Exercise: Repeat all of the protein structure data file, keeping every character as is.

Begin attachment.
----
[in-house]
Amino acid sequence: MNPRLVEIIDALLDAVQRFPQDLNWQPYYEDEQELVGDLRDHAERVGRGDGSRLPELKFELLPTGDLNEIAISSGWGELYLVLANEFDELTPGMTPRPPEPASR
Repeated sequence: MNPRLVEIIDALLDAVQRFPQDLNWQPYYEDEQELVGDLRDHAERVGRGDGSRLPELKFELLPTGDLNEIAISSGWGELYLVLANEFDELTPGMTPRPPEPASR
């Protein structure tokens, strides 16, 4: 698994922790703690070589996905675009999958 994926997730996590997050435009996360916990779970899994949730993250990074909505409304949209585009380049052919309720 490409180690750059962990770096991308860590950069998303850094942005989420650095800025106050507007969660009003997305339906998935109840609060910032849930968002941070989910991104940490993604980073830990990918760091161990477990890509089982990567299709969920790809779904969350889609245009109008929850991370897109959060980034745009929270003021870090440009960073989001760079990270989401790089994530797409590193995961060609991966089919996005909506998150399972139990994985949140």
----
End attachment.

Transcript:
[in-house]
Amino acid sequence: MNPRLVEIIDALLDAVQRFPQDLNWQPYYEDEQELVGDLRDHAERVGRGDGSRLPELKFELLPTGDLNEIAISSGWGELYLVLANEFDELTPGMTPRPPEPASR
Repeated sequence: MNPRLVEIIDALLDAVQRFPQDLNWQPYYEDEQELVGDLRDHAERVGRGDGSRLPELKFELLPTGDLNEIAISSGWGELYLVLANEFDELTPGMTPRPPEPASR
């Protein structure tokens, strides 16, 4: 698994922790703690070589996905675009999958 994926997730996590997050435009996360916990779970899994949730993250990074909505409304949209585009380049052919309720 490409180690750059962990770096991308860590950069998303850094942005989420650095800025106050507007969660009003997305339906998935109840609060910032849930968002941070989910991104940490993604980073830990990918760091161990477990890509089982990567299709969920790809779904969350889609245009109008929850991370897109959060980034745009929270003021870090440009960073989001760079990270989401790089994530797409590193995961060609991966089919996005909506998150399972139990994985949140």